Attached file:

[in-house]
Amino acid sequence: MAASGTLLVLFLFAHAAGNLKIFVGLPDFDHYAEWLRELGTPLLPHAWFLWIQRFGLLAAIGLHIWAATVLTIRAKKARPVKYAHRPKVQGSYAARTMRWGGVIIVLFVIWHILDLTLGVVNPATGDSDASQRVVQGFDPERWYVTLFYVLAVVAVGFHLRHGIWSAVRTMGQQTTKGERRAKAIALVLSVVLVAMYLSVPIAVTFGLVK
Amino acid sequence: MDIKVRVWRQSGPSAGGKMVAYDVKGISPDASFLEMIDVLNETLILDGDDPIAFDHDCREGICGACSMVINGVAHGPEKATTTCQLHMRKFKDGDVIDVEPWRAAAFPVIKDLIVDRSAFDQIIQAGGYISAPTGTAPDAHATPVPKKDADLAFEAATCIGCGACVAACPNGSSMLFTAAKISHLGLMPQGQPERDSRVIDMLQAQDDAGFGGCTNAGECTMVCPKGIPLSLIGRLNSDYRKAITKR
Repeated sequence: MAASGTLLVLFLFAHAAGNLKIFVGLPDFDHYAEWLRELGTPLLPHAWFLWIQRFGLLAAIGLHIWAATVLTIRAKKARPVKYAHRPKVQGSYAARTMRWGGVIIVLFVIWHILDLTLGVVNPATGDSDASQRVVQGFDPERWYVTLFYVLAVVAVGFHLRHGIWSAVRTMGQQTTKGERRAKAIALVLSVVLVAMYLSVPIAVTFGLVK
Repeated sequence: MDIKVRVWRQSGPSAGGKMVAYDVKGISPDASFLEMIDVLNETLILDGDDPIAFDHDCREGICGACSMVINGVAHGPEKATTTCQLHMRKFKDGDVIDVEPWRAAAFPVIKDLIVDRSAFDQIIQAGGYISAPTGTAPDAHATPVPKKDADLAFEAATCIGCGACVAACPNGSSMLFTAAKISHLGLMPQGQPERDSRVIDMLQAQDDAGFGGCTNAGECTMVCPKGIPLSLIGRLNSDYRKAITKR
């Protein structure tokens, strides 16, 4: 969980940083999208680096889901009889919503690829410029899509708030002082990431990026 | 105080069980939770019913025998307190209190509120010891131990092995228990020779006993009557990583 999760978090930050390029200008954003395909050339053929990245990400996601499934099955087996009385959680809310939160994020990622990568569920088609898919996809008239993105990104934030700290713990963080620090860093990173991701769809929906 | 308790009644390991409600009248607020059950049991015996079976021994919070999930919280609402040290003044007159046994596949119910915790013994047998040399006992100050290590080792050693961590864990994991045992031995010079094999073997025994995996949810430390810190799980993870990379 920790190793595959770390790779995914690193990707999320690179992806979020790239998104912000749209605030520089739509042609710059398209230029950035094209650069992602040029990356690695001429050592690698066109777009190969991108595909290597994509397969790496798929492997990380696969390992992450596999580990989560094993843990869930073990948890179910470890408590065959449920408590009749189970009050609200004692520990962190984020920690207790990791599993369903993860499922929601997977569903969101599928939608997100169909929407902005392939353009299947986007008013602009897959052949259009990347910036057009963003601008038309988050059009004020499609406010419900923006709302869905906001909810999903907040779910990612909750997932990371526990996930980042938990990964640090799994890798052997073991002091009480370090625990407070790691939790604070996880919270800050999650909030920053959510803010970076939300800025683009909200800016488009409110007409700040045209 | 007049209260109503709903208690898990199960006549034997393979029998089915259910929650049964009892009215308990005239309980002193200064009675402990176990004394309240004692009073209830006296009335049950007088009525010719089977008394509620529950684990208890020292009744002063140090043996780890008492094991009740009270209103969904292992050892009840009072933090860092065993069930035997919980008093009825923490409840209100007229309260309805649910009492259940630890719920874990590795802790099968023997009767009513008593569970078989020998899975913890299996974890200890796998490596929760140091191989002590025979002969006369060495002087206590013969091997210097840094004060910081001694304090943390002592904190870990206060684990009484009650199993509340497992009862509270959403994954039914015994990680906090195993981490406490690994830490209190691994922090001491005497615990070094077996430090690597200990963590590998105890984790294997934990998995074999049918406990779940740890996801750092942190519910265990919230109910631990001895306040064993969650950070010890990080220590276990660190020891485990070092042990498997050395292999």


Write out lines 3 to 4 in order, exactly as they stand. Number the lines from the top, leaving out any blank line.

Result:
Amino acid sequence: MDIKVRVWRQSGPSAGGKMVAYDVKGISPDASFLEMIDVLNETLILDGDDPIAFDHDCREGICGACSMVINGVAHGPEKATTTCQLHMRKFKDGDVIDVEPWRAAAFPVIKDLIVDRSAFDQIIQAGGYISAPTGTAPDAHATPVPKKDADLAFEAATCIGCGACVAACPNGSSMLFTAAKISHLGLMPQGQPERDSRVIDMLQAQDDAGFGGCTNAGECTMVCPKGIPLSLIGRLNSDYRKAITKR
Repeated sequence: MAASGTLLVLFLFAHAAGNLKIFVGLPDFDHYAEWLRELGTPLLPHAWFLWIQRFGLLAAIGLHIWAATVLTIRAKKARPVKYAHRPKVQGSYAARTMRWGGVIIVLFVIWHILDLTLGVVNPATGDSDASQRVVQGFDPERWYVTLFYVLAVVAVGFHLRHGIWSAVRTMGQQTTKGERRAKAIALVLSVVLVAMYLSVPIAVTFGLVK